Geologic units in Lexington county, South Carolina

Black Creek/Cusseta/Blufftown Formations (Cretaceous) at surface, covers 35 % of this area

Moderately to poorly sorted sand and clay deposited in delta-dominated shallow marine environments. Unit is characterized by sands containing locally abundant (F-VC grained) tourmaline and (F-VC grained) muscovite with some monazite and garnet. Clay layers are also common and some lower delta plain deposits form commercial kaolin bodies. Generally very restricted marine in eastern Georgia becoming more open marine to the east and west.

Huber/Lisbon/Barnwell Formations, undivided (Eocene) at surface, covers 14 % of this area

Poorly to well sorted sand, clay and carbonates deposited in delta-dominated fluvial- and open-marine environments. Unit is characterized by commercial kaolin bodies in older strata from westernmost South Carolina to central Georgia. Younger strata are cyclic marine deposits which deeper water facies exposed in western Georgia. Carbonate facies are locally mined in western Georgia for agricultural lime.

Black Mingo/Clayton Formations (Tertiary) at surface, covers 14 % of this area

Poorly to well sorted sand and clay deposited in delta-dominated fluvial- and shallow marine environments. Older parts of unit are characterized by an abundance of feldspar and local sillimanite. Unit is generally delta plain and lagoon deposits in South Carolina becoming open marine calcareous sand and clay in western Georgia. In central Georgia, unit contains an abundance of commercial kaolin deposits formed in lower delta plain environments.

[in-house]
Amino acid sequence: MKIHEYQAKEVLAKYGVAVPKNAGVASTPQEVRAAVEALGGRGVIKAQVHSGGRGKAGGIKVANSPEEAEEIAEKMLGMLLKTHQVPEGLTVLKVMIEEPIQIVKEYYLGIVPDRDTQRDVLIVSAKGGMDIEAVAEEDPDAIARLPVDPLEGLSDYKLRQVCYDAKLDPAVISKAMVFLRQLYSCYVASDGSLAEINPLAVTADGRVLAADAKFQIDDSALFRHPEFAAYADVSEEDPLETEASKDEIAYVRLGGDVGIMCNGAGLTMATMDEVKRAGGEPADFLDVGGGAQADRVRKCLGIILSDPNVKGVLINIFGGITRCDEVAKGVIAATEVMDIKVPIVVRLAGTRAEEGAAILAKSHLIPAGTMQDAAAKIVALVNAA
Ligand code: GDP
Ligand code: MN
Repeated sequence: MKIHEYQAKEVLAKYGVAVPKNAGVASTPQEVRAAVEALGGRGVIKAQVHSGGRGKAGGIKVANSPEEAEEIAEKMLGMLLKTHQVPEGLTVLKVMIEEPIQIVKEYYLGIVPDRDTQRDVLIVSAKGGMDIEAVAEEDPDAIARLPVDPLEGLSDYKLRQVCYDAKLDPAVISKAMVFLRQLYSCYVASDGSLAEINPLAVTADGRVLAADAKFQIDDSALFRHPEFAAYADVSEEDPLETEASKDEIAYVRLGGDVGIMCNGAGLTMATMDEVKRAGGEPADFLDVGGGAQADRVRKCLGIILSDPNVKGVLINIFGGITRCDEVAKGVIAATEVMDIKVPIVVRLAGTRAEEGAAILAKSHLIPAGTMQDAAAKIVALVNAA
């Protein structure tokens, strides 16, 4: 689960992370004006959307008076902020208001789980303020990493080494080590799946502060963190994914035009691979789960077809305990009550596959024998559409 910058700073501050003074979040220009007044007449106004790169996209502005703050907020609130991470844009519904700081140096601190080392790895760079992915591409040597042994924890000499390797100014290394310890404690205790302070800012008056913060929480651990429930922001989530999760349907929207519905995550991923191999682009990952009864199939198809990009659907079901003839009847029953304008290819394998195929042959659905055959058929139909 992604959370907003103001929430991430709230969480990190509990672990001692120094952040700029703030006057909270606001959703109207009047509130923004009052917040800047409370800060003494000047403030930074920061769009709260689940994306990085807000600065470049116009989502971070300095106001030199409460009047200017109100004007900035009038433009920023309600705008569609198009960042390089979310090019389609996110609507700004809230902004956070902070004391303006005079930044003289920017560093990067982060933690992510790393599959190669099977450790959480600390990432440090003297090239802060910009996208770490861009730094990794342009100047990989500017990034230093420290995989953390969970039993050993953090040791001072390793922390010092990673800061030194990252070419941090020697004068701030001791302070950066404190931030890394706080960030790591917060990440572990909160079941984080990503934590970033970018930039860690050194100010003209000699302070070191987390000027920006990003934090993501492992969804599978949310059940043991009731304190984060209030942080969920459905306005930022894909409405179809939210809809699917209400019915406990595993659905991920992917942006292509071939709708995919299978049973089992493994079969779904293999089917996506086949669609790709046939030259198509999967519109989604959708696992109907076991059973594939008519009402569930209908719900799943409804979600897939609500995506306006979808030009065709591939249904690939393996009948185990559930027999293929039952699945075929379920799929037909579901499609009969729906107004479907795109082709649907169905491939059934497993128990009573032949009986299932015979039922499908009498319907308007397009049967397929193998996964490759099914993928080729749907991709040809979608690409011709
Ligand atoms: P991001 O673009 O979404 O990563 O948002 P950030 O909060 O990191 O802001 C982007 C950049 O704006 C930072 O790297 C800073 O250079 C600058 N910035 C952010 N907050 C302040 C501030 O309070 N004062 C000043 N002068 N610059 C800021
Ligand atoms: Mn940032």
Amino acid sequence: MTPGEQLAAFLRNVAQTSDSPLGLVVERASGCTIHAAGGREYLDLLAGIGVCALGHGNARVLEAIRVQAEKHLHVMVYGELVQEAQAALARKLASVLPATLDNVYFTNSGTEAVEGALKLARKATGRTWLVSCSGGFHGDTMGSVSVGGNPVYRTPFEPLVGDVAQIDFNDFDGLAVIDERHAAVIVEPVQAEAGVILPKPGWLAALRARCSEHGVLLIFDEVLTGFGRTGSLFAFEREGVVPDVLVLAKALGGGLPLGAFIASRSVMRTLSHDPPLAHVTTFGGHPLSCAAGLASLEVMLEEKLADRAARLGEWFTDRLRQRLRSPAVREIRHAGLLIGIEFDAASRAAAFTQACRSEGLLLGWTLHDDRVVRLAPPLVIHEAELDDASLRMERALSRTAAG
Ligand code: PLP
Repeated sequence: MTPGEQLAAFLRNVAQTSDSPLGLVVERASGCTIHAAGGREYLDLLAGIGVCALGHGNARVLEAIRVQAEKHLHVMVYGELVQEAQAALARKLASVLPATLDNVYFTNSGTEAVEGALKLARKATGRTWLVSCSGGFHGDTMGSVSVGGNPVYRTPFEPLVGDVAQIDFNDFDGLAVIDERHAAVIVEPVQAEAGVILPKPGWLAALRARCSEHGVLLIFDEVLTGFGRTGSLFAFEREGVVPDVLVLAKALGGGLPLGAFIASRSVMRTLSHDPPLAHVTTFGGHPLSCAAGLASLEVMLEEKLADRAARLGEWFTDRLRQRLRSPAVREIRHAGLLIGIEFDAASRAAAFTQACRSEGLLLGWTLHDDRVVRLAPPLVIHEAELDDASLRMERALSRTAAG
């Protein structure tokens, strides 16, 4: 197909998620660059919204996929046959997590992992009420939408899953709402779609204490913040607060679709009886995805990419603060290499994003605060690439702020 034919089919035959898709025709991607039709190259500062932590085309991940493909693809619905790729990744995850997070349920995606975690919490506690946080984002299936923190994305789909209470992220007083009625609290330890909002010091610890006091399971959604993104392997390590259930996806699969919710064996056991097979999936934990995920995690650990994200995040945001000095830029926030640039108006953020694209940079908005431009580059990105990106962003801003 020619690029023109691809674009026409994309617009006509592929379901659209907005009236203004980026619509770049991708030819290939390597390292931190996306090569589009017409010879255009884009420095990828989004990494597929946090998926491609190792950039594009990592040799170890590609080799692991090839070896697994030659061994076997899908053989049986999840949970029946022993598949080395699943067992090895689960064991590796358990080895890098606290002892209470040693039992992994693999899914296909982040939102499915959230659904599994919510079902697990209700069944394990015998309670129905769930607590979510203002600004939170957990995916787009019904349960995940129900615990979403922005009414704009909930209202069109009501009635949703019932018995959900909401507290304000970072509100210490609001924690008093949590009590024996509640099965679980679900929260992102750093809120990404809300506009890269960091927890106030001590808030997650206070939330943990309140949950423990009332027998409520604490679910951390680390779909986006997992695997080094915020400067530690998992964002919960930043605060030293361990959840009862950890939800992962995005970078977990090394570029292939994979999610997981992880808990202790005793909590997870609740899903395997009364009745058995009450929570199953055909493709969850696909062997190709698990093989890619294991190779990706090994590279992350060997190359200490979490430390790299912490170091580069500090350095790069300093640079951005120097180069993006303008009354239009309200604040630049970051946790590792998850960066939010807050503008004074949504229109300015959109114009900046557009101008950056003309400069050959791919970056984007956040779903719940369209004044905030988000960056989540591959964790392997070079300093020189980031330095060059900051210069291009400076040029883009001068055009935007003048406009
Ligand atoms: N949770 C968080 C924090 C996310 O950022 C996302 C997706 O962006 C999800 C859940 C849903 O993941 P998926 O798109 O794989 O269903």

Persimmon Fork Formation (Cambrian to Neoproterozoic) at surface, covers 9 % of this area

Predominately metatuff

Asbill Pond Formation (Middle Cambrian) at surface, covers 7 % of this area

Metamorphosed siltstones and sandstones having interbedded felsic to mafic metavolcanic rocks

Cape Fear/Eutaw Formations (Cretaceous) at surface, covers 7 % of this area

Poorly sorted clayey sand and gravel deposited in delta-dominated fluvial- and restricted marine environments. Unit is characterized by an abundance of smoky quartz gravel, feldspar, monazite, and garnet typically concentrated in placer deposits. Generally non-marine from North Carolina to central Georgia but contains shallow-water delta-front deposits in western Georgia.

Granite - Batesburg (gneissic) pluton (Carboniferous to Permian) at surface, covers 6 % of this area

Granite - Batesburg (gneissic) pluton

Mylonitic rocks of Modoc Fault Zone (Late Paleozoic) at surface, covers 3 % of this area

Mylonite gneiss

Richtex Formation (Ordovician to Middle Cambrian) at surface, covers 2 % of this area

Laminated metamudstone; contains Middle Cambrian or younger sponge spicules

Peedee Formation (Cretaceous) at surface, covers 1 % of this area

Peedee Formation

Alluvial Valley Swamp (Quaternary) at surface, covers 1 % of this area

Unconformable on all underlying units, fluvial sand and gravel at base, grading upwards into fine sands and silts, local peat. May be overrun with recent sediments from forest cutting and agriculture.

Granite - Columbia pluton (Carboniferous to Permian) at surface, covers 0.5 % of this area

Granite - Columbia pluton